Nice article Andy. I'm living and working in China and so see and feel firsthand some of the things you mentioned. I agree and thought I'd contribute to our American global competitivness by pointing out that your Chinese is wrong. The second word should be Ni( which means you) instead of Nu. Its a minor mistake but you better change it quick before any Chinese people see. The way it stands now is open to a number of interesting translations...=)

  • Report this Comment On September 26, 2008, at 12:12 PM, MrWhoopee wrote:

    A large portion of Europe speaks more than one language but that alone doesn't make a difference. Unless you know how to apply your knowledge of a foreign language, along with other more pertinent skills that you should teach your children first, then it is useless. Thinking outside the box and putting yourself in a foreigner's shoes, that makes you a lot more globally competitive than just knowing the language.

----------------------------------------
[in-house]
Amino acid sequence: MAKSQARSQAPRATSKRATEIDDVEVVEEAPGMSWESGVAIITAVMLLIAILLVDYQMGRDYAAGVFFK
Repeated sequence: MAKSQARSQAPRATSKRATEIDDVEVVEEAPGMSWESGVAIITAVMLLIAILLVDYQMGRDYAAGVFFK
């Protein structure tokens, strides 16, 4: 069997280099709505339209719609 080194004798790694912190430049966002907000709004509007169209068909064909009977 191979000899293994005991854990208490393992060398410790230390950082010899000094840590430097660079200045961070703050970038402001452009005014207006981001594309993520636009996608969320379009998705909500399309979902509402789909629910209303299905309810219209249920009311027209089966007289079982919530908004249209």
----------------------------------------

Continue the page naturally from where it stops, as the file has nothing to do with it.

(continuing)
• Report this Comment On September 26, 2008, at 12:56 PM, weiwentg wrote:

    "Among his rationales, Rogers cited the desire to immerse his daughter in a Mandarin-speaking environment"

    Just to clarify, the lingua franca in Singapore is English. Chinese kids learn Mandarin in public schools. Of course, interested non-Mandarin speakers could fairly easily immerse themselves if they chose.

  • Report this Comment On September 26, 2008, at 3:24 PM, gooser008 wrote:

    Interesting article... and good call on Pimsleur. I'll have to try Mandarin the Pimsleur way!

  • Report this Comment On September 29, 2008, at 3:21 AM, none0such wrote: